Costa by José Pedro Cortes is a book of bleak costal landscapes based around Costa da Caparica, a town south of Lisbon. It's a book of such barren sand, worn interiors and low grade vegetation, that it makes a day trip Weston-Super-Mare in February in the rain look like a right, rare old treat.
There are so many different kinds of Scrub, Edgelands, Terrain Vague and Third Landscapes that exist that I'm not quite sure where Costa fits into all this. Perhaps it goes into an apocalyptic sub-category where all life (except for that of a snake and some dusty palm trees) has been eliminated.
That's probably the case because Costa looks like something from The Road - there are footprints in lunar-like sand, but in terms of human inhabitation that's about it. The people have left town and are notable by their hurried absence. And if there are any people around then, as in the Road, you would probably want to avoid them. Everything that could be inhabited is falling apart, it's run ragged by the sea and the sand and the wind. Awnings are frayed, beach huts stripped of paint and everything is covered in a thick patina of dust.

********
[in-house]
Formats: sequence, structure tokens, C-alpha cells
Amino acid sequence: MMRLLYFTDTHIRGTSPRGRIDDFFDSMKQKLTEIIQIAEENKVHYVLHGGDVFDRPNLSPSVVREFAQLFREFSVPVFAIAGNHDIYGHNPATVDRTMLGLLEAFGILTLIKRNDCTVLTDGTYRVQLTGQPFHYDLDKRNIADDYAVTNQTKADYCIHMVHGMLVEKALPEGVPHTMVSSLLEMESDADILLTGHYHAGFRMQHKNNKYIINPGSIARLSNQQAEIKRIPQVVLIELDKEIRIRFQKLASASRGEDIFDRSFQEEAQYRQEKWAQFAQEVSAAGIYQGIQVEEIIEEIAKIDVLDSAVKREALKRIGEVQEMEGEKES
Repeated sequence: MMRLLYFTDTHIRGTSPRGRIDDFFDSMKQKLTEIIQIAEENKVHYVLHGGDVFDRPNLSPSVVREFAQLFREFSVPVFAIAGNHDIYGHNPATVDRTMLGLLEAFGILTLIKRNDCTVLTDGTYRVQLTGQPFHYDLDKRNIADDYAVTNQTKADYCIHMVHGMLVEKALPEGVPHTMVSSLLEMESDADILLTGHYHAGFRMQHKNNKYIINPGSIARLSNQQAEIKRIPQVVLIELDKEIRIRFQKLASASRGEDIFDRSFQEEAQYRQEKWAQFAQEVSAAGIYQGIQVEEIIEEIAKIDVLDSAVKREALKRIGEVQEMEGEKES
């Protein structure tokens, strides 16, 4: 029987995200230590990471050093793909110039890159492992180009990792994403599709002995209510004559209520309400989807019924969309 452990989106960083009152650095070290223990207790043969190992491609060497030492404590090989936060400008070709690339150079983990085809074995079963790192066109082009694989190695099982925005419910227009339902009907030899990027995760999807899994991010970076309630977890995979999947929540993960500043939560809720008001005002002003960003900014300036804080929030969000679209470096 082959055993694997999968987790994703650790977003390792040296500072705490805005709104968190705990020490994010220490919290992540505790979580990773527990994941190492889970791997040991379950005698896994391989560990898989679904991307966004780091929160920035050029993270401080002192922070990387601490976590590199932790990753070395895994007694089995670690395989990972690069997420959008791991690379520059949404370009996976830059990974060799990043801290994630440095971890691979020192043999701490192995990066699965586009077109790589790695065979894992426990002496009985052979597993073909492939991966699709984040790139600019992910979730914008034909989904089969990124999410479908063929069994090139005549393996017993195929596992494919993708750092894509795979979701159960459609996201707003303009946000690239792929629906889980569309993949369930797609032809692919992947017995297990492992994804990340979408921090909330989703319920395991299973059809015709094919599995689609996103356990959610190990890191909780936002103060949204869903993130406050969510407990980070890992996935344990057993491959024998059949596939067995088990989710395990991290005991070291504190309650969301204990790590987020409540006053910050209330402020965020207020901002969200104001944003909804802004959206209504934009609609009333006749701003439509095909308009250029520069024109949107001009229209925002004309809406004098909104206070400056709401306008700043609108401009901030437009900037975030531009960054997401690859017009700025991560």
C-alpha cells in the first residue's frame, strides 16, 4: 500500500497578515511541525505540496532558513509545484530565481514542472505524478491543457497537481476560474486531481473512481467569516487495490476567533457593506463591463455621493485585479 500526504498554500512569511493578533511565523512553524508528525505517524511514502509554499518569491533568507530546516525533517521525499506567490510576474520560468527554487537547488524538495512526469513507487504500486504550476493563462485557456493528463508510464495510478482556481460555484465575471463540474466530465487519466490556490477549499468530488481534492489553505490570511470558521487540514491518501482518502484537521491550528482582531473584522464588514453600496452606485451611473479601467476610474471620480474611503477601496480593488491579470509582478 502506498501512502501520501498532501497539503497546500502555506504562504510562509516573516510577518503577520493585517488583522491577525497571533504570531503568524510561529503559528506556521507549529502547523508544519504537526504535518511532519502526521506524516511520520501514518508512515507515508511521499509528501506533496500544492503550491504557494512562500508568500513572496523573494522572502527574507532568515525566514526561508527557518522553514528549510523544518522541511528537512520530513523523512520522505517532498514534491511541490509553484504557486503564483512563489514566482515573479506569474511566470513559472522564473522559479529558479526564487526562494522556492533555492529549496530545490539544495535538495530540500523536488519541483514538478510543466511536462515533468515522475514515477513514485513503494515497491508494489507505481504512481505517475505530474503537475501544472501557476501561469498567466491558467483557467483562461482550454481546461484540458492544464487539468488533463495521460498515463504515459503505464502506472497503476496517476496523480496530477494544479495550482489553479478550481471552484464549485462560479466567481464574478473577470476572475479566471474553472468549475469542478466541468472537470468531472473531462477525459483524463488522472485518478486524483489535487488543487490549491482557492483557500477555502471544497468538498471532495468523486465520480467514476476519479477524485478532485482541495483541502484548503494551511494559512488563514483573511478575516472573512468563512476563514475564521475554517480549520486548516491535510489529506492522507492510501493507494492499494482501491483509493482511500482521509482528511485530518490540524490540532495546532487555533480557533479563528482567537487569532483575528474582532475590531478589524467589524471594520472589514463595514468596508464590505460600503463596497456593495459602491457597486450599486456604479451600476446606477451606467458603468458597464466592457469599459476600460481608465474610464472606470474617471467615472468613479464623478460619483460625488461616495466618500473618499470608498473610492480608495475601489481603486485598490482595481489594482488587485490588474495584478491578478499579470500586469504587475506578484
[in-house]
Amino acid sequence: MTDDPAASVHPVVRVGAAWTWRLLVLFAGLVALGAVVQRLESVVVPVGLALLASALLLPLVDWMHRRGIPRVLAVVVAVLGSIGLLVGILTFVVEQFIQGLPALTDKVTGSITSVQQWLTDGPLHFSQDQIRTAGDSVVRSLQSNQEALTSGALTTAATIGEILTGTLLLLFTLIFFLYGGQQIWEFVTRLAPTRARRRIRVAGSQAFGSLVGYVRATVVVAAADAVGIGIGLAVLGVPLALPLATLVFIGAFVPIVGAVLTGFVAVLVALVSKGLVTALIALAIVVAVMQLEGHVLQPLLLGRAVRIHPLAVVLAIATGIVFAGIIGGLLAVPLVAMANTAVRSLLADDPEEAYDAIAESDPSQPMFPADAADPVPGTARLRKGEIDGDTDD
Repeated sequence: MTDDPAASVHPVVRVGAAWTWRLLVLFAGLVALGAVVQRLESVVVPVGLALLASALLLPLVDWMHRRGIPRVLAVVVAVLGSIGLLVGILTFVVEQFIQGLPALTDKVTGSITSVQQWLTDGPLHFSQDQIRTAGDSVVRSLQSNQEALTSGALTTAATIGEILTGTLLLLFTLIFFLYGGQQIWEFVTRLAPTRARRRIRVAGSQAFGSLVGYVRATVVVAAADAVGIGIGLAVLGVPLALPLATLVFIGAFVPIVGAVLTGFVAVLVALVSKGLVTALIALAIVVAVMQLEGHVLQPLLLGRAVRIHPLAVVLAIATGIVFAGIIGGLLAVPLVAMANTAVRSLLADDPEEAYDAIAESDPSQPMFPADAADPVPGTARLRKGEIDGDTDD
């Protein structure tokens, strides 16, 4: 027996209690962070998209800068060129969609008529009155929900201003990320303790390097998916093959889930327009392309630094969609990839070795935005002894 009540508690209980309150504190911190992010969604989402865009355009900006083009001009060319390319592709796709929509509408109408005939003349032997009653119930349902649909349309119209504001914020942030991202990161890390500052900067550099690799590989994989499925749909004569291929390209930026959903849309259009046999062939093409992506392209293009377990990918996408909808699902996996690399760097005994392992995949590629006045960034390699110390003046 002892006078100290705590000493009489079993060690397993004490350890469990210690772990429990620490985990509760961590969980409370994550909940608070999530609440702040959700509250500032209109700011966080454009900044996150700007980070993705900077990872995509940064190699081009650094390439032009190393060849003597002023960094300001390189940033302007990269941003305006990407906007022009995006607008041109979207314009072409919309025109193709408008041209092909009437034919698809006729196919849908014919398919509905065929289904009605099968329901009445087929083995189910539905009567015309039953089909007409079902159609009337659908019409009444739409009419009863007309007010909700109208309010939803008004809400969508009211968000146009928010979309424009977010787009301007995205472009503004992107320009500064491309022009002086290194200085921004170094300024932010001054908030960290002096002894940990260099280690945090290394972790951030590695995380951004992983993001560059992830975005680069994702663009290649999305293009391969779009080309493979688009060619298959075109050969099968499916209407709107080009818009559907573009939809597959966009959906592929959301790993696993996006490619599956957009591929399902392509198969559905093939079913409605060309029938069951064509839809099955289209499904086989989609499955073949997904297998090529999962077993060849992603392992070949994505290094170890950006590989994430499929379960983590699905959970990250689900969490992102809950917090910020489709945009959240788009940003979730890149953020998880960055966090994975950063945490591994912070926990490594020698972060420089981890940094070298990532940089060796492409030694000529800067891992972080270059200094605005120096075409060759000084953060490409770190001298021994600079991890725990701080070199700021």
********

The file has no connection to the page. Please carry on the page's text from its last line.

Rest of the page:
Even the rocks look worn out. Defeated by the climate and the heat, they are mere shadows of rocks, rocks without solidity or soul. How did all this happen? Why the long face? Well that's the puzzle and that's the book.
Buy it here at Pierre von Kleist Editions